(Reuters) – Cryptocurrencies are the solution to tackling financial exclusion in the Central African Republic, its President Faustin-Archange Touadera said on Sunday, citing the cost of opening bank accounts.
“The alternative to cash is cryptocurrency,” Touadera said at a launch event for crypto initiative Sango hosted by the country, after it became the first African state to make bitcoin legal tender in April. “For us, the formal economy is no longer an option.”
The move to adopt cryptocurrencies in a country where internet use is low and electricity unreliable has raised eyebrows among crypto experts, puzzled lawmakers and residents, and drawn words of caution from the International Monetary Fund.
The Sango project, including a “Sango Coin”, was backed by the Central African Republic’s National Assembly and spearheaded by Touadera, who said the token would provide access to the country’s “mountain” of natural resources, including gold and diamonds.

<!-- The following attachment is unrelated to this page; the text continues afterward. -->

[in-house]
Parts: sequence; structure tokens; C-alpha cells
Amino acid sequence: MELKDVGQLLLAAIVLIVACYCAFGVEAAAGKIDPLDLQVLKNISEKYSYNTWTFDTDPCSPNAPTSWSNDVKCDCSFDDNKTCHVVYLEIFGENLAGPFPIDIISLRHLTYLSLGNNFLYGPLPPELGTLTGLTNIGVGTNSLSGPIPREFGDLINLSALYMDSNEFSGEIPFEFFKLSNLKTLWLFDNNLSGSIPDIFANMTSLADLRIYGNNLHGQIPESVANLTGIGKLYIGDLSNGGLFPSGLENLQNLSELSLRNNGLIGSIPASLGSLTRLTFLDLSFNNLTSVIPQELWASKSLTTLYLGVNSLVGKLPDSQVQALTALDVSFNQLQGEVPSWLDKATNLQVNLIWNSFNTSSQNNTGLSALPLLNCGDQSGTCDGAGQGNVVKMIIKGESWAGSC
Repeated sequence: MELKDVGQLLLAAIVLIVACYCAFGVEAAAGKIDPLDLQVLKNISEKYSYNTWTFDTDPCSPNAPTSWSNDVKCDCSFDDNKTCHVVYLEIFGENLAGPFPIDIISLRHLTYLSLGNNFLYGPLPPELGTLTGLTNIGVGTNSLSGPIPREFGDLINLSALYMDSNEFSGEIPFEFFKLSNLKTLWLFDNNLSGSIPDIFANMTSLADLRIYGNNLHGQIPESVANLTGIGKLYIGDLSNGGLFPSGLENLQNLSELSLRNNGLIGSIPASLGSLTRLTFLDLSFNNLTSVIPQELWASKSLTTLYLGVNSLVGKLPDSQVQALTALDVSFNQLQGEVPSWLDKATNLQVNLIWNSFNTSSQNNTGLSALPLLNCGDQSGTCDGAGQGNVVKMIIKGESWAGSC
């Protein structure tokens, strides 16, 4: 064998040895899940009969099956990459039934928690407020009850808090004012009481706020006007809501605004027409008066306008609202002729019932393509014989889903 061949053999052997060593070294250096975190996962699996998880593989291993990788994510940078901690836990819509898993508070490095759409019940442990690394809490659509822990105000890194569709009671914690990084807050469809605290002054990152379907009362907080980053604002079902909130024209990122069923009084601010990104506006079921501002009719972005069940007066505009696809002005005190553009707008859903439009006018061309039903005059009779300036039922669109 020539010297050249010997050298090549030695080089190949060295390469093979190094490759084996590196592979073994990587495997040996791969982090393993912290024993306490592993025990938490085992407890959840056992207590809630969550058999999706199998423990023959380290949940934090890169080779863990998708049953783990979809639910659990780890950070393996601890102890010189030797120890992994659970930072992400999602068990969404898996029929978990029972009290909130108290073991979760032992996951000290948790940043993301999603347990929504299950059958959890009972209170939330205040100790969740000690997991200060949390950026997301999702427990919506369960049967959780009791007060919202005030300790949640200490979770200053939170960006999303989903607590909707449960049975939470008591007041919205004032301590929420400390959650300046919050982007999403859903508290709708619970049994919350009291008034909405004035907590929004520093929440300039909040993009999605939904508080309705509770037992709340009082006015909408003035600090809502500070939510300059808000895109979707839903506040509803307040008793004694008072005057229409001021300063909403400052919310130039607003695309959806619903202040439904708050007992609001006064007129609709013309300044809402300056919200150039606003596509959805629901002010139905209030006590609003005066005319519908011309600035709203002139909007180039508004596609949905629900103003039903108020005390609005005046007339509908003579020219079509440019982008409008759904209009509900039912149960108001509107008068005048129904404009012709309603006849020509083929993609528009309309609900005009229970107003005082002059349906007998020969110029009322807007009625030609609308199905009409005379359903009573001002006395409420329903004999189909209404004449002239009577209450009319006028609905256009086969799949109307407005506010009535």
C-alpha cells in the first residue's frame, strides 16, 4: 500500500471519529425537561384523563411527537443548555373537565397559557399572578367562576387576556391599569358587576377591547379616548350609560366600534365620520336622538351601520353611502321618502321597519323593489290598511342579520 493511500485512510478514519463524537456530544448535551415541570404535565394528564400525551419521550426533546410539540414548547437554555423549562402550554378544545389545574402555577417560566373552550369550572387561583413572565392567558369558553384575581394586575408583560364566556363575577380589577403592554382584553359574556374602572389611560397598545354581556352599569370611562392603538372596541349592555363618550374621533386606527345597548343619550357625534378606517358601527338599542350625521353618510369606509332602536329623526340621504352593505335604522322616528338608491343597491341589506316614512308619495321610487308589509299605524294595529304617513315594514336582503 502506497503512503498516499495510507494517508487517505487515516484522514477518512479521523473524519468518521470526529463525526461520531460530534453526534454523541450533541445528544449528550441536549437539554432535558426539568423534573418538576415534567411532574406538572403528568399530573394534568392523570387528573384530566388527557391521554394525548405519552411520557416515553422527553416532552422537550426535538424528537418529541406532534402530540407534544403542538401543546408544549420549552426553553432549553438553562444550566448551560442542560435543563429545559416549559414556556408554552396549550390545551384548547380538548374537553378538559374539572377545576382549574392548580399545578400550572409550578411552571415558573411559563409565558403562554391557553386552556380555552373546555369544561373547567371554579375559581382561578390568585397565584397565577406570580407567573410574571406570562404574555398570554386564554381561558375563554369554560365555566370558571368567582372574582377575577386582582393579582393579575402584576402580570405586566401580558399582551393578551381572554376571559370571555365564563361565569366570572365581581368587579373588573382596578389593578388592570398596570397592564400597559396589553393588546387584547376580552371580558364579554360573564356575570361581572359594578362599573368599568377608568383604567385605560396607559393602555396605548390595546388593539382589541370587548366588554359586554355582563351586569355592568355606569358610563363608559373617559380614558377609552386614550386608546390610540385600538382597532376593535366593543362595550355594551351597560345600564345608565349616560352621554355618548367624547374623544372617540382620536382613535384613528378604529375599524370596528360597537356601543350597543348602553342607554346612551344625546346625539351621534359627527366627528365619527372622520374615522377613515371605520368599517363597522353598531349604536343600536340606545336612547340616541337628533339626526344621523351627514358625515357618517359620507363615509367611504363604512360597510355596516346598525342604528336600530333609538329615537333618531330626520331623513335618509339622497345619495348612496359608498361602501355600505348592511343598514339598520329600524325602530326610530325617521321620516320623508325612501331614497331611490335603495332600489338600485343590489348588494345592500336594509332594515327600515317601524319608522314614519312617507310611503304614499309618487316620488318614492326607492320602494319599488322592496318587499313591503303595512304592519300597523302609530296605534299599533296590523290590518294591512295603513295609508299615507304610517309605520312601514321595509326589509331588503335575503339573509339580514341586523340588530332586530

The country’s “Sango” website says that it will “facilitate the tokenization of Central African Republic’s resources for worldwide investors”.
“Sango Coin will be the currency of the new generation of the Central African Republic,” Touadera said, without providing specifics.
The Central African Republic’s enthusiasm for cryptocurrencies does not seem to have been dented by recent losses in their values, with the price of bitcoin falling over 58% in the past three months, according to Refinitiv data.